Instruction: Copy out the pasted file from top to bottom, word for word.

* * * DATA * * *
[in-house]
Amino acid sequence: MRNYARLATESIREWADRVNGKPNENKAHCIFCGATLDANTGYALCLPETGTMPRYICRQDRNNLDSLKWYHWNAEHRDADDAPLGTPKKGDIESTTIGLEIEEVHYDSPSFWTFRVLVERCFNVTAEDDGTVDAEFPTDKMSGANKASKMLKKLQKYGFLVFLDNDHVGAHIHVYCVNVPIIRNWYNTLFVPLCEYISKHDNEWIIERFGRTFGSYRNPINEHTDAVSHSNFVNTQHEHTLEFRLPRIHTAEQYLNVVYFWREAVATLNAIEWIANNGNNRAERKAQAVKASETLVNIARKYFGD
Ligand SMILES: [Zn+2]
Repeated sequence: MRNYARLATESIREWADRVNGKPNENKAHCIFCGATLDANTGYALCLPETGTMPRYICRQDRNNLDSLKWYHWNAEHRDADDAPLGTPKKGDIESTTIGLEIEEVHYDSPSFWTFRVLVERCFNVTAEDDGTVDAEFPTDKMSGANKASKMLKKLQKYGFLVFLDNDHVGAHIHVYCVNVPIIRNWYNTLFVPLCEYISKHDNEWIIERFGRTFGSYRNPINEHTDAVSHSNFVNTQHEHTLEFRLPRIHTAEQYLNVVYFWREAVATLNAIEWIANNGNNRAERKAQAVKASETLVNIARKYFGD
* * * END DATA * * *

[in-house]
Amino acid sequence: MRNYARLATESIREWADRVNGKPNENKAHCIFCGATLDANTGYALCLPETGTMPRYICRQDRNNLDSLKWYHWNAEHRDADDAPLGTPKKGDIESTTIGLEIEEVHYDSPSFWTFRVLVERCFNVTAEDDGTVDAEFPTDKMSGANKASKMLKKLQKYGFLVFLDNDHVGAHIHVYCVNVPIIRNWYNTLFVPLCEYISKHDNEWIIERFGRTFGSYRNPINEHTDAVSHSNFVNTQHEHTLEFRLPRIHTAEQYLNVVYFWREAVATLNAIEWIANNGNNRAERKAQAVKASETLVNIARKYFGD
Ligand SMILES: [Zn+2]
Repeated sequence: MRNYARLATESIREWADRVNGKPNENKAHCIFCGATLDANTGYALCLPETGTMPRYICRQDRNNLDSLKWYHWNAEHRDADDAPLGTPKKGDIESTTIGLEIEEVHYDSPSFWTFRVLVERCFNVTAEDDGTVDAEFPTDKMSGANKASKMLKKLQKYGFLVFLDNDHVGAHIHVYCVNVPIIRNWYNTLFVPLCEYISKHDNEWIIERFGRTFGSYRNPINEHTDAVSHSNFVNTQHEHTLEFRLPRIHTAEQYLNVVYFWREAVATLNAIEWIANNGNNRAERKAQAVKASETLVNIARKYFGD